At the same time, funds were stripped areas that are recognised as providing long term economic stimuli such as education and health care.

The result was flat GDP growth, a flow of capital out of the US and a widening of the income and wealth gap, but the looser lending policies noted above hid this widening gap, as people could borrow and use equity in their properties as an ATM, topping up their incomes to fund a lifestyle.

Then the buyers for property dried up.  No more investors could be found.  Real wages were dropping so servicing that debt became harder and harder. 

Another feature of a lot of the loans written to those who genuinely could not afford them was a resetting of the interest rate after an initial intro rate, with the rate sometimes jumping upwards by as much as 5%.

Then the defaults started….and kept on coming.

The bust was made potentially worse by home lending being on a “non-recourse” basis.  This means that in the event of a default, a lender can only reclaim the house itself by exercising its mortgage.  There is no ability to pursue the borrower and seize any other personal assets, making the disincentives in defaulting a lot weaker.

Hence the stories about distressed borrowers simply handing the keys to their house into the bank.

This meant banks ended up owning a lot of property, and needing to sell it quickly…and in case you hadn’t noticed, property is not an especially liquid asset.

In summary, the property boom and bust was a result of low interest rates over a long period, tax policies that provided significant incentive to maximise your owner occupied home loan debt, the presence of non-recourse lending and a government supporting a loosening of lending standards.

So, tightening lending policies in Australia to try to keep a lid on the “hot money” flying around is a good thing.

Other reasons why a massive bust in Australia is less likely are:

-          our banks also have the ability to pursue borrowers in the event of a default and a shortfall; meaning there are serious disincentives for borrowers to default;

-          the RBA is more independent than the US Fed, and doesn’t respond to government pressure to lift or lower rates;

-          we have a strong prudential regulator in APRA, with responsible lending practices policed far more strictly now than in the past; and

-          only interest on investment loans is tax deductible.

That said, here are some stats that will shed some light on the concerns APRA and the RBA have about the property market in NSW and Victoria.

70% or thereabouts of Australian households own the home they live in.  By extension, that means 30% of households rent, meaning they have a landlord, who is by definition, an investor.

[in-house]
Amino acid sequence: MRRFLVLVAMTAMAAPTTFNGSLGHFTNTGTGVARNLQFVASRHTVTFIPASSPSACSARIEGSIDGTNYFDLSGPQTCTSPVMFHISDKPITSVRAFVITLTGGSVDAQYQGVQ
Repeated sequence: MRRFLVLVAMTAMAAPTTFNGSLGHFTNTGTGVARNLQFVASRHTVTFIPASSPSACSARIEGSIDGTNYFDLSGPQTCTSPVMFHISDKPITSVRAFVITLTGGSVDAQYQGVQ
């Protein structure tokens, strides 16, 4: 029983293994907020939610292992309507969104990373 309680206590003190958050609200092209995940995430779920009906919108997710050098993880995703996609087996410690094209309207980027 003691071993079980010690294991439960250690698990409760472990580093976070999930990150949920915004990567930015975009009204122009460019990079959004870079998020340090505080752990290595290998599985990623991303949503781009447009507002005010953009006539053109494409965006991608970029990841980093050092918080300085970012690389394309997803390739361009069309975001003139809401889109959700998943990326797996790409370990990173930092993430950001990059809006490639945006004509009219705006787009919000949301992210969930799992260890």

So, the split in loan types held by all banks is about 70% owner occupied home loans, and 30% investment loans.

At the moment, of all the new loans written in NSW and Victoria over the past 12 months, between 55% and 65% have been for investors.

That’s a fair way above the average proportion of 30%....hence the steps taken to quell investor enthusiasm.

All the major banks and their subsidiaries have employed some or all of the above steps.  AMP has even stopped offering investment loans at all!!

So, enough of regulators and banks.  What about those micro markets and the factors that impact them.

I have been reading a pretty interesting book lately.  Triumph of the City, written by Ed Glaeser, a Harvard Economist, tracks the role of cities as the dominant form of human organisation over the past 3 millennia.

I won’t wax lyrical about it in detail; I’ll just attach a link to Amazon below.

Now, this book isn’t about the property market, and how to make a killing.  On the contrary, Glaeser is interested in steps to keep housing affordable and to make modern living as pleasant and vibrant as possible.

A couple of interesting points in the book though are that demand for housing will remain high in cities that share the following characteristics:

-          hot summers and mild winters, rather than mild summers and cold winters;

-          a benign political environment;

-          good social services (education and health); and

-          the opportunity for the poorer to attain proximity to opportunities to attain greater income and wealth.

I have also been going over Niall Ferguson’s The Ascent of Money again lately and it’s been useful to read the two together as it sheds some light on how bubbles occur.

So, the factors noted above that fed into the US bubble, need to be present to a certain extent.  They are:

-          government policies that encourage property ownership; and

-          tax policies that encourage leveraged speculation.

Plus:

-          an already wealthy or developed economy; and

-          Unusually improved or at least materially different economic conditions.

If you want to look at genuine bubbles, such as the Las Vegas or Detroit property markets from 1990 to 2007, it helps if the improved economic conditions are happening everywhere else, except where you are (Detroit), or the improvements are short term and unsustainable (Las Vegas).

Detroit’s primary industry, the motor vehicle industry, has been in decline for 30 years, and Detroit’s population has been declining for longer, but property prices still spiked over a 15 year period, due to the factors noted above.

Combine those factors with a population wide belief that property prices always go up, and you have a speculators wet dream.

Until regular folk realised a few things:

-          Economic conditions were poor and local unemployment was high, meaning few buyers and few potential tenants;

-          Real wages were dropping and it was becoming harder to service debt;

-          Detroit is generally an unpleasant place, with brutally cold winters.